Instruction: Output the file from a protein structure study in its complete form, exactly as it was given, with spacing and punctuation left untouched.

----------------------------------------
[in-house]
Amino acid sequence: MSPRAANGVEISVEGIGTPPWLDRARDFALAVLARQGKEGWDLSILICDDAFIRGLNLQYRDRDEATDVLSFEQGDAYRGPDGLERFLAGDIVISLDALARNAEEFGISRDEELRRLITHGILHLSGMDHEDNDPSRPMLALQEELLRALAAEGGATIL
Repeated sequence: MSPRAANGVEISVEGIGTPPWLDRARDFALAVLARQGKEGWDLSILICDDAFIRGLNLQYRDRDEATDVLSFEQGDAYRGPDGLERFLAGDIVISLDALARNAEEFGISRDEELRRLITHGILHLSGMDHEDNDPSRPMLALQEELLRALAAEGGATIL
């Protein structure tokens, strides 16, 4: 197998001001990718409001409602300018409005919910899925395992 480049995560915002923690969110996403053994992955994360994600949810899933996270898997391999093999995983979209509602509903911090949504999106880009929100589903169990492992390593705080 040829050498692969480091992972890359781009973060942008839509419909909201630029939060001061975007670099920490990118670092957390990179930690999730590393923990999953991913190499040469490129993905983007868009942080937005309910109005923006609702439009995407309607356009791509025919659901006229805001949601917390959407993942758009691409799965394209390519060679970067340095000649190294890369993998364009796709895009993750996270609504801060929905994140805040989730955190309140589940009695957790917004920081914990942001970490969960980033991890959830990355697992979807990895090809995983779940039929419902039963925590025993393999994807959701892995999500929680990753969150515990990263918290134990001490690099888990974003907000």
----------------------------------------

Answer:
[in-house]
Amino acid sequence: MSPRAANGVEISVEGIGTPPWLDRARDFALAVLARQGKEGWDLSILICDDAFIRGLNLQYRDRDEATDVLSFEQGDAYRGPDGLERFLAGDIVISLDALARNAEEFGISRDEELRRLITHGILHLSGMDHEDNDPSRPMLALQEELLRALAAEGGATIL
Repeated sequence: MSPRAANGVEISVEGIGTPPWLDRARDFALAVLARQGKEGWDLSILICDDAFIRGLNLQYRDRDEATDVLSFEQGDAYRGPDGLERFLAGDIVISLDALARNAEEFGISRDEELRRLITHGILHLSGMDHEDNDPSRPMLALQEELLRALAAEGGATIL
């Protein structure tokens, strides 16, 4: 197998001001990718409001409602300018409005919910899925395992 480049995560915002923690969110996403053994992955994360994600949810899933996270898997391999093999995983979209509602509903911090949504999106880009929100589903169990492992390593705080 040829050498692969480091992972890359781009973060942008839509419909909201630029939060001061975007670099920490990118670092957390990179930690999730590393923990999953991913190499040469490129993905983007868009942080937005309910109005923006609702439009995407309607356009791509025919659901006229805001949601917390959407993942758009691409799965394209390519060679970067340095000649190294890369993998364009796709895009993750996270609504801060929905994140805040989730955190309140589940009695957790917004920081914990942001970490969960980033991890959830990355697992979807990895090809995983779940039929419902039963925590025993393999994807959701892995999500929680990753969150515990990263918290134990001490690099888990974003907000």